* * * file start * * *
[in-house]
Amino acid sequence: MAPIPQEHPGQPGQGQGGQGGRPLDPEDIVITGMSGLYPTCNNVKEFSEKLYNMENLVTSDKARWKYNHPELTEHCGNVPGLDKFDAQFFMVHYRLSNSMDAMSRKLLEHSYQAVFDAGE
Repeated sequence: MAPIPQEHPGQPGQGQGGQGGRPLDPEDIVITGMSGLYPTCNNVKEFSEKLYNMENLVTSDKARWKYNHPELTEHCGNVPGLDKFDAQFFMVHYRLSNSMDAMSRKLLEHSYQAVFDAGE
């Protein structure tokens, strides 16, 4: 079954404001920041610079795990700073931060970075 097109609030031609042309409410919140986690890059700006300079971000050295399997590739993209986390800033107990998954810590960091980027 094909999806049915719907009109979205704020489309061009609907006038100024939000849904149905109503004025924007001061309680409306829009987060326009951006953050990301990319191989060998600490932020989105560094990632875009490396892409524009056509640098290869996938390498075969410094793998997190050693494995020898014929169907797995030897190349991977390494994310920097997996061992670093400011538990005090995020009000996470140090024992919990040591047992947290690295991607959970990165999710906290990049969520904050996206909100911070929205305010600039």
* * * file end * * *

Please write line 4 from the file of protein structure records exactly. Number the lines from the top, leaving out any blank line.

């Protein structure tokens, strides 16, 4: 079954404001920041610079795990700073931060970075 097109609030031609042309409410919140986690890059700006300079971000050295399997590739993209986390800033107990998954810590960091980027 094909999806049915719907009109979205704020489309061009609907006038100024939000849904149905109503004025924007001061309680409306829009987060326009951006953050990301990319191989060998600490932020989105560094990632875009490396892409524009056509640098290869996938390498075969410094793998997190050693494995020898014929169907797995030897190349991977390494994310920097997996061992670093400011538990005090995020009000996470140090024992919990040591047992947290690295991607959970990165999710906290990049969520904050996206909100911070929205305010600039």